Tuesday, 19 July 2011

How far would you travel to have lunch?

So how far would you go to have your lunch? Let’s say you have the time, you’ve got the money, and you have the inclination. But is there a restaurant, and more importantly a dish that is worth the effort? Yes, I think there is.

There is a restaurant called Tetou in Golfe Juan, a small town between Cannes and Antibes, on the Cote D’Azur of the South of France. The speciality in Tetou is Bouillabaisse.
Bouillabaisse is a dish which originated in the port of  Marseilles, by fishermen who wanted to cook a meal after returning to harbour. They used the cheaper fish like the common rockfish and shellfish which they had caught in their nets, which were not good enough to sell to local restaurants. They cooked them in a cauldron of seawater on a wood fire. They added garlic and fennel to their delicacy .Later tomatoes were added to the mix.

As Marseilles grew in size, so the fame of bouillabaisse spread to Paris where it was served in the more expensive restaurants.  The recipe was improved as its fame spread around the world, and was adapted to different circumstances in different countries. Versions of bouillabaisse are now  found in Portugal (Caldeirada), Spain (Sopa de pescado y marisco) and Italy (Zuppa di pesce) amongst others.
What makes bouillabaisse stand out are the specific Provencal herbs and spices chosen, the special bony fish and the way the broth is served separately from the fish. Bouillabaisse is not so much a dish as a celebration, an exquisite mixture that truly combines everything that is Mediterranean and stores up the flavour in the dish.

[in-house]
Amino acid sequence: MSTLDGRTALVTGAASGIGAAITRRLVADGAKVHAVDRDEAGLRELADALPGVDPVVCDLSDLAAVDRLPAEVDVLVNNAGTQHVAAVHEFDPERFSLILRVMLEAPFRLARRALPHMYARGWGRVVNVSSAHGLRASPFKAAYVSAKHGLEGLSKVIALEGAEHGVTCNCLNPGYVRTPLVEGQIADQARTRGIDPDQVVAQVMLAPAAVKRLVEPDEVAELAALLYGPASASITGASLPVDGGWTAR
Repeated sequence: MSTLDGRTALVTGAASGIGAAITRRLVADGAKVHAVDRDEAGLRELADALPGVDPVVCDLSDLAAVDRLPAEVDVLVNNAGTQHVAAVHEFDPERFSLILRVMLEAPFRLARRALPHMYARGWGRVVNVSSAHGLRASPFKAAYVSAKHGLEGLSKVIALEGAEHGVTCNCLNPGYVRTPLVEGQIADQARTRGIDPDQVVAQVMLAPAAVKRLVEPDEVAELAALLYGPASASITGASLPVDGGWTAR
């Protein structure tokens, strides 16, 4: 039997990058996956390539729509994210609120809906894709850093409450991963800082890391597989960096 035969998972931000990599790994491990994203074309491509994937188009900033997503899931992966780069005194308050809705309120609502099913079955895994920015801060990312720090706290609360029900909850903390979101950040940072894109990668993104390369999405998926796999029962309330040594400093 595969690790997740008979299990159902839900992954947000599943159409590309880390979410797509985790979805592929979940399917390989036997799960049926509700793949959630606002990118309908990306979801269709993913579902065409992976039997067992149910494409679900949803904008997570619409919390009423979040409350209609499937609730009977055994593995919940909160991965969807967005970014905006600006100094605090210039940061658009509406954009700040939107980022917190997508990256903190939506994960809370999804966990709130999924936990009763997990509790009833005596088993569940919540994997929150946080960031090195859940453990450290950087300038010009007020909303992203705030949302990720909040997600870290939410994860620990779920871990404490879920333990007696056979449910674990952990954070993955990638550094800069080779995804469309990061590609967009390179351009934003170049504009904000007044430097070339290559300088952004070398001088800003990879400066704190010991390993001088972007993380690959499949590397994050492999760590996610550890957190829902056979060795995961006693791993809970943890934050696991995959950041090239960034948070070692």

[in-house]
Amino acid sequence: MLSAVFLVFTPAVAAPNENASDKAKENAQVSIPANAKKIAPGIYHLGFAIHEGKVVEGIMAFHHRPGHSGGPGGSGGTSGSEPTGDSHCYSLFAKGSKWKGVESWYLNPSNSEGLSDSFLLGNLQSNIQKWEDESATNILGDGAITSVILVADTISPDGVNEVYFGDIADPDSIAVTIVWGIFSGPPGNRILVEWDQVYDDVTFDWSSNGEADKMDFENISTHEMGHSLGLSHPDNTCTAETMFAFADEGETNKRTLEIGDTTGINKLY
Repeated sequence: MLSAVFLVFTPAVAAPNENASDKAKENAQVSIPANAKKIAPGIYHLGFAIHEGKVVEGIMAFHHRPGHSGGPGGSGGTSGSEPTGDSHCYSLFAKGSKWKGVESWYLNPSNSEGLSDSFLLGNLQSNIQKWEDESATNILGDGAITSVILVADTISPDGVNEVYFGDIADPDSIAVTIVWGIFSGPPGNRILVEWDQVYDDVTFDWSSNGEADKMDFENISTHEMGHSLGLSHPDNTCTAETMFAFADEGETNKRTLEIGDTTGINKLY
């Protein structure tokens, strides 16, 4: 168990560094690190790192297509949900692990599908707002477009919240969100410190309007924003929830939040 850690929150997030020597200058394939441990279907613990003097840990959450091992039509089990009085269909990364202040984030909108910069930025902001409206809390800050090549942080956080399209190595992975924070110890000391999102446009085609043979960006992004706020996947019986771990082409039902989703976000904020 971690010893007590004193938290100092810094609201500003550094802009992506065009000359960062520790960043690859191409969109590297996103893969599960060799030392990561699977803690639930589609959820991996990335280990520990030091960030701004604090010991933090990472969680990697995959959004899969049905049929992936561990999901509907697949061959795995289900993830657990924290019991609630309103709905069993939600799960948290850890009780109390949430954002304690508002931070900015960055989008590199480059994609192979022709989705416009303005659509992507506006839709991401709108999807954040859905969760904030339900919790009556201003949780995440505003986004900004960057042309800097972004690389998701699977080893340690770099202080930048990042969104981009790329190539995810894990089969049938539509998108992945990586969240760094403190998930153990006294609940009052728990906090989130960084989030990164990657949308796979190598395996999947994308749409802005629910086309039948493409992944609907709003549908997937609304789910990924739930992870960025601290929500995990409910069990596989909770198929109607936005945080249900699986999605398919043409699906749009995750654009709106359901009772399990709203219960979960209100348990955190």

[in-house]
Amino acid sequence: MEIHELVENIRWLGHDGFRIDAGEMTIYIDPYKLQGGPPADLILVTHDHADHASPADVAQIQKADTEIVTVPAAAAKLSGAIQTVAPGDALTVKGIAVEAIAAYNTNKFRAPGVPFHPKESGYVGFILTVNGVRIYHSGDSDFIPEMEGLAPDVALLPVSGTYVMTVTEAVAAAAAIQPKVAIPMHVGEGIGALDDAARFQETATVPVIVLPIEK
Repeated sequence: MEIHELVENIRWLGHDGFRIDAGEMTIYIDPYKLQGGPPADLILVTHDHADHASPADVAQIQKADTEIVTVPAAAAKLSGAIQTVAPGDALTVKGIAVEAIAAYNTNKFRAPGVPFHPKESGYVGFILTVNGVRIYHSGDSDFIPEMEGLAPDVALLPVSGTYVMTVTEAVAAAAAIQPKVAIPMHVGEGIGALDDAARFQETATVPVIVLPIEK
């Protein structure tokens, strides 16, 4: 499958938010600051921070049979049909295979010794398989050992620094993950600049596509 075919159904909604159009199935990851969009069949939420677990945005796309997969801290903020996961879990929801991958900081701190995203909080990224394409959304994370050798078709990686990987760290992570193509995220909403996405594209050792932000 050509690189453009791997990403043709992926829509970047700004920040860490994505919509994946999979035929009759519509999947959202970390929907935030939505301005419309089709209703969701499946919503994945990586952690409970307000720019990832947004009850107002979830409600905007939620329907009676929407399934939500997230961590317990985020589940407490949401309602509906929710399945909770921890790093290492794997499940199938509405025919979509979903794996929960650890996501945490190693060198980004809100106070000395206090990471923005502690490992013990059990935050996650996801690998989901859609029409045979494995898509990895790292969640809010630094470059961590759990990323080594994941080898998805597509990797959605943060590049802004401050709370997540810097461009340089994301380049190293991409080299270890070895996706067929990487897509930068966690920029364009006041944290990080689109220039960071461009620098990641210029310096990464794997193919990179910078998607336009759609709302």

Tetou is a restaurant which inspires the best. It is situated right on the beach in Golfe Juan. On a good day the view from the restaurant is only improved by the view in the restaurant and the feeling of satisfaction after lunch.  People fly down from Paris in private jets to Nice, catch a taxi to the restaurant, and then make their way back to Paris in the afternoon. That is a round trip of around a thousand kilometres.
So can the effort really be worth it? As the French would say …….ah oui! Ça vaut le coup!
                                                       Image from www.ehow.co.uk

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